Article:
REVIEW / ROMANTIC COMEDY
50 FIRST KISSES (PG)
114 minutes/Opens July 26/2.5 stars
The story: Daisuke (Takayuki Yamada) is a Japanese tour guide based in Hawaii with a reputation for romancing female Japanese tourists. He ditches his playboy ways when he meets the lovely Rui (Masami Nagasawa), only to discover that she suffers from short-term memory loss and forgets him the very next day. He vows to woo her in new ways every single day after that.
Adam Sandler is not a great actor by a long shot, but after watching this Japanese remake of his romcom 50 First Dates (2004), you almost pine for his return.
Although lacking in the talent department in that film, he made up for it in his sizzling onscreen chemistry with the always adorable Drew Barrymore.
The natural sparks that they share is the reason why Sandler and Barrymore have been repeatedly paired in various films outside of 50 First Dates, from The Wedding Singer (1998) to Blended (2014).
Here, Japanese actress Masami Nagasawa comes off equally sweet in the role, but there is no passion between her and leading man Takayuki Yamada at all.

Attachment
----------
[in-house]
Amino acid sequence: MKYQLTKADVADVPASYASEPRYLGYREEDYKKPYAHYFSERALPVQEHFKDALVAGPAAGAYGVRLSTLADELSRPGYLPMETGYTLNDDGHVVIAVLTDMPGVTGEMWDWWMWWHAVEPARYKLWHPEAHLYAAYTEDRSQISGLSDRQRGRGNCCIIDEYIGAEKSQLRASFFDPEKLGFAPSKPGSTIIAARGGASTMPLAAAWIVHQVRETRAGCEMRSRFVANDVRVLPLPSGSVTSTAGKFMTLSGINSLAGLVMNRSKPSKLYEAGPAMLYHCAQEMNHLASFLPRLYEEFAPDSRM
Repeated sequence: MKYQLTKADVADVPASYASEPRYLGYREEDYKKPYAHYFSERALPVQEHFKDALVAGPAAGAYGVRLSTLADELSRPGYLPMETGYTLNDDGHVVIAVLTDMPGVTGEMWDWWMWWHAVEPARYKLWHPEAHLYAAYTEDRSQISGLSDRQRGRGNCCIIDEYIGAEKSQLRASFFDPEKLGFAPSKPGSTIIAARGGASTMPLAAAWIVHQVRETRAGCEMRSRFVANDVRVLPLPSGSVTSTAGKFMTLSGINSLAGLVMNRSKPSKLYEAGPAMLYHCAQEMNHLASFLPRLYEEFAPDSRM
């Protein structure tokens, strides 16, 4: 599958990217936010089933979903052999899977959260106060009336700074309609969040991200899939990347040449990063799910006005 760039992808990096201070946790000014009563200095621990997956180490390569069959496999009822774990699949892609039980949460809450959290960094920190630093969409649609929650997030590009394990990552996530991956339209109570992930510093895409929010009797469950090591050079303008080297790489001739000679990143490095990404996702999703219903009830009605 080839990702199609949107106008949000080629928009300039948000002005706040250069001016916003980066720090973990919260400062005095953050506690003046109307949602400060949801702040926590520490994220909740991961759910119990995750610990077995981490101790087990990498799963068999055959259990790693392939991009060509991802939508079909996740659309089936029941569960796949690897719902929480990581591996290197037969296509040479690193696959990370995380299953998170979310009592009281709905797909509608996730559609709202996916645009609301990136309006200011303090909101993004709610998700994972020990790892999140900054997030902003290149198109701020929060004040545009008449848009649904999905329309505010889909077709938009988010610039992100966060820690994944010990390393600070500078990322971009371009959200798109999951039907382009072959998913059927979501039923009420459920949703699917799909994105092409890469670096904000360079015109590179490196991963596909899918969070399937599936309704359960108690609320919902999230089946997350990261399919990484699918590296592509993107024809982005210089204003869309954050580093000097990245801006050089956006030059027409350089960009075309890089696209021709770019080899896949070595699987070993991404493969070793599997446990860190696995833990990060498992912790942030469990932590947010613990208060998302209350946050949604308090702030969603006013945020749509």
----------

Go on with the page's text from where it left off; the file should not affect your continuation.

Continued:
Every time the two go in for their next "first kiss", it feels like they are playing a numbers game and just checking off the list until they reach the titular 50.
A major reason why this remake feels so drab is the fact that it sticks much too closely to the original.
Almost every single detail is exactly the same as in the Hollywood version.
Even the tiny supporting characters are clones of those seen in the original. Daisuke's best friend Ula blurts out inappropriate things, and Rui's elder brother Shintaro is obsessed with drinking protein shakes and bulking up.
Japanese director Yuichi Fukuda takes things to the extreme by casting some actors who even look identical to their 50 First Dates counterparts - the characters of Hawaiian cafe owners Nick and Sue, for example, could easily be related in real life to the original Nick and Sue.
The one scene that stands out here is the rare bit that bears no similarity to anything seen in the older film - when Rui's father (Jiro Sato) suddenly breaks out into Piko Taro's viral Pen Pineapple Apple Pen song.
He looks ridiculous but is also charming and funny here, and one wishes there had been more of such inventive scenes peppered throughout.